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The Carletonian

Build-a-Buddy builds community

On Feb. 22, the Office of Residential Life hosted a Build-a-Buddy Bash in the Great Hall from 12 to 1:30 p.m. At this free event, students were greeted at the entrance with a raffle ticket they could exchange for the body of a stuffed animal and the stuffing needed to bring it to life. These un-stuffed buddies were arranged on a folding table for students to peruse and select their future fluffy friend. There was a wide selection available, including blue axolotls, pandas, white dragons, pastel-rainbow stegosauruses, snowy owls and so many more.

Upon receiving their supplies, students could grab a warm drink from the hot chocolate bar before finding a spot at one of the many folding tables set up in the Great Hall. “People [were] talking and stuffing [their animal],” said Lily Johnson ’27.

Josie Kim, a student from Bates College visiting a friend at Carleton, found the event to be “a nice introduction to Carleton.”

“I had a lot of fun,” said Kim. “I got to make a memory that lasts forever.”

The act of creating one’s own stuffed animal appealed to many people present. Johnson “enjoyed how hands-on it was,” remarking that this event fostered a “friendly atmosphere.” Another participant, Felix Allen ’27, described the atmosphere as “joyous” and “happy,” appreciating the opportunity to “hang out with [his] friends and do a hands-on craft.” Allen also appreciated that any possible financial barrier was eliminated, as this was a free event: “I’m a sucker for free things. At least 85% of the student body agrees with that,” he explained. “Who doesn’t like free things?”

In addition to making stuffed animals, there was a button-making station at the event. As stuffed animal supplies were limited — being handed out on a first-come, first-serve basis — having a button-making station provided an alternative activity for those who arrived after all the stuffed animals had been claimed. At this station, students used a variety of stickers to decorate small paper circles. These circles were then sandwiched between metal and plastic disks in a button-making machine to turn the paper into a wearable work of art. 

Melanie Kamenick, Area Director for Cassat, James and Nourse Halls, described the event as “lots of little pieces that all came together for one thing.” Not only were there stuffed animals, hot chocolate and buttons, Residential Life was also able to advertise the current Resident Assistant (RA) openings. 

Managing the RA advertising station were Liam Heywood ’25 and Carlos Flores ’24, both current RAs. Flores found the event to be a “great way to facilitate conversations about the job.” Typically, there are not many structured avenues for students to learn about the RA position. There’s the possibility of hearing from friends working as RAs, but “other than what people hear and direct recommendations from friends, you don’t get to talk with strangers about the job,” said Flores. “This [event] would’ve been helpful for me before I got the job,” said Heywood, going on to explain that he had lacked a lot of exposure to the RA position before taking the job.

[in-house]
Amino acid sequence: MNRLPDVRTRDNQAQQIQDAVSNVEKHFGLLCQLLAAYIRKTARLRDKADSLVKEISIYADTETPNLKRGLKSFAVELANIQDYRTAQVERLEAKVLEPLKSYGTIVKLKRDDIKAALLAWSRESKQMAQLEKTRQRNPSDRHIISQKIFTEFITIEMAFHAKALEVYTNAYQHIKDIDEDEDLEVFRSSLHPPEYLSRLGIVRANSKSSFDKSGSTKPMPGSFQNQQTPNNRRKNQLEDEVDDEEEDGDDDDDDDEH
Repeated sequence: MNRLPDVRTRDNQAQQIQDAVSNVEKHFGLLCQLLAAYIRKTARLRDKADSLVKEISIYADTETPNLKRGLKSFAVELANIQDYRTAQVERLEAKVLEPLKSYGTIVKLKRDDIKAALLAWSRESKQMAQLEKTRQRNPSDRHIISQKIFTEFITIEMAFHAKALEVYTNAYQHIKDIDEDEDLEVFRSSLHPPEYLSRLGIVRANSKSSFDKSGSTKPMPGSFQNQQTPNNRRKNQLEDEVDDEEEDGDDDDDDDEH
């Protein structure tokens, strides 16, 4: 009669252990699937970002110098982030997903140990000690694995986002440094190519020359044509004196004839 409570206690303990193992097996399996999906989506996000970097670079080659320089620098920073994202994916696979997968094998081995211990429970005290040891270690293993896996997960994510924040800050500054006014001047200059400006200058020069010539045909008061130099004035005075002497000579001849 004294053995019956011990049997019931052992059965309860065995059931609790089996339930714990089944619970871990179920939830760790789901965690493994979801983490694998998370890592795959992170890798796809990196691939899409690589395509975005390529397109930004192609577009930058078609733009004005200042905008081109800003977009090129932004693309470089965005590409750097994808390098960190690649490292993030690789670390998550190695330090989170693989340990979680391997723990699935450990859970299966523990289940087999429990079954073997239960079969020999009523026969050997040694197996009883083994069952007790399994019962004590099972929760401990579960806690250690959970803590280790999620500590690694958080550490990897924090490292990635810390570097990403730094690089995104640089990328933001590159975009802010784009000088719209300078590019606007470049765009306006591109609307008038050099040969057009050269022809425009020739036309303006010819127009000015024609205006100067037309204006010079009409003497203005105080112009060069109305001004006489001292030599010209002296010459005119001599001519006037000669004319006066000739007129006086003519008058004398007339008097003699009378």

Flores and Heywood shared the worry that the lack of visibility of the RA position could have negative impacts on who ended up being hired as RAs. “It’s better when it’s not just left up to luck,” said Heywood. “These types of events that actively recruit and engage with the student body are very beneficial.”

Sharing their positive experiences of working as an RA, Flores and Heywood were both quick to encourage others to apply. “The RA job is very rewarding,” said Flores. “When you host an event and see a good turnout with people enjoying themselves, you know it’s directly because of your idea and your effort. You get a big boost of happiness.” Heywood also found his work as an RA to be rewarding, as he got to “provide a voice for students” and “help people in a lot of ways they might not know about.” 

Kamenick, the person behind this event, hoped this event would serve as “a fun event that takes [students] away from the stress of homework, extracurriculars and work.” Inspired by events she hosted at other schools where she had served as a hall director, Kamenick wanted to find a way to bring students together that wasn’t just through food. “Campus events usually focus on food. This event was an answer to the question: what else can we do?” Kamenick explained. “Stuffed animals offer something for students to take away from the event and maybe hold on to for the rest of their lives.”

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About the Contributor
Mileana Borowski
Mileana Borowski, Managing Editor
I am a junior Political Science major who loves to write! I take midday showers, have a professional stunt double (shout out to my identical twin), and I love my stuffed animals maybe a little too much. I have a cactus named The Cliffords and a plant named Francis. If you're having a conversation with me for longer than thirty seconds and I haven't mentioned my dog, please check in because something is probably wrong. Mileana was previously News Editor, Bald Spot Editor and Design Editor.

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